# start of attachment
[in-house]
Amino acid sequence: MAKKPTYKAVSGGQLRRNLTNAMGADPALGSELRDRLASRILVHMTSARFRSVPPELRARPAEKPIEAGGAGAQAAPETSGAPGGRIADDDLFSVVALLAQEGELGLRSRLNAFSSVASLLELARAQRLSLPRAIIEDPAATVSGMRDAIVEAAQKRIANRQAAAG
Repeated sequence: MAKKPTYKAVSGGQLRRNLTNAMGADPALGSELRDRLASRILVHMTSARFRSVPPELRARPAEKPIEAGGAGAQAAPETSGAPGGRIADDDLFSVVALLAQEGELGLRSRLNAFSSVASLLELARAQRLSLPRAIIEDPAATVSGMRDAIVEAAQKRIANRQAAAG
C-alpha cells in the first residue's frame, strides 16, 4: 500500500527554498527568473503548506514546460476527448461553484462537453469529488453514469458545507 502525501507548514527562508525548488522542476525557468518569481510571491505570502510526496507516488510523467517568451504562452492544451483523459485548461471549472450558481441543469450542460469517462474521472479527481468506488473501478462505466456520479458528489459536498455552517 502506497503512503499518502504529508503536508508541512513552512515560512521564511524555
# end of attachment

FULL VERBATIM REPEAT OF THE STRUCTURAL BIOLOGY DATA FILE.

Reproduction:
[in-house]
Amino acid sequence: MAKKPTYKAVSGGQLRRNLTNAMGADPALGSELRDRLASRILVHMTSARFRSVPPELRARPAEKPIEAGGAGAQAAPETSGAPGGRIADDDLFSVVALLAQEGELGLRSRLNAFSSVASLLELARAQRLSLPRAIIEDPAATVSGMRDAIVEAAQKRIANRQAAAG
Repeated sequence: MAKKPTYKAVSGGQLRRNLTNAMGADPALGSELRDRLASRILVHMTSARFRSVPPELRARPAEKPIEAGGAGAQAAPETSGAPGGRIADDDLFSVVALLAQEGELGLRSRLNAFSSVASLLELARAQRLSLPRAIIEDPAATVSGMRDAIVEAAQKRIANRQAAAG
C-alpha cells in the first residue's frame, strides 16, 4: 500500500527554498527568473503548506514546460476527448461553484462537453469529488453514469458545507 502525501507548514527562508525548488522542476525557468518569481510571491505570502510526496507516488510523467517568451504562452492544451483523459485548461471549472450558481441543469450542460469517462474521472479527481468506488473501478462505466456520479458528489459536498455552517 502506497503512503499518502504529508503536508508541512513552512515560512521564511524555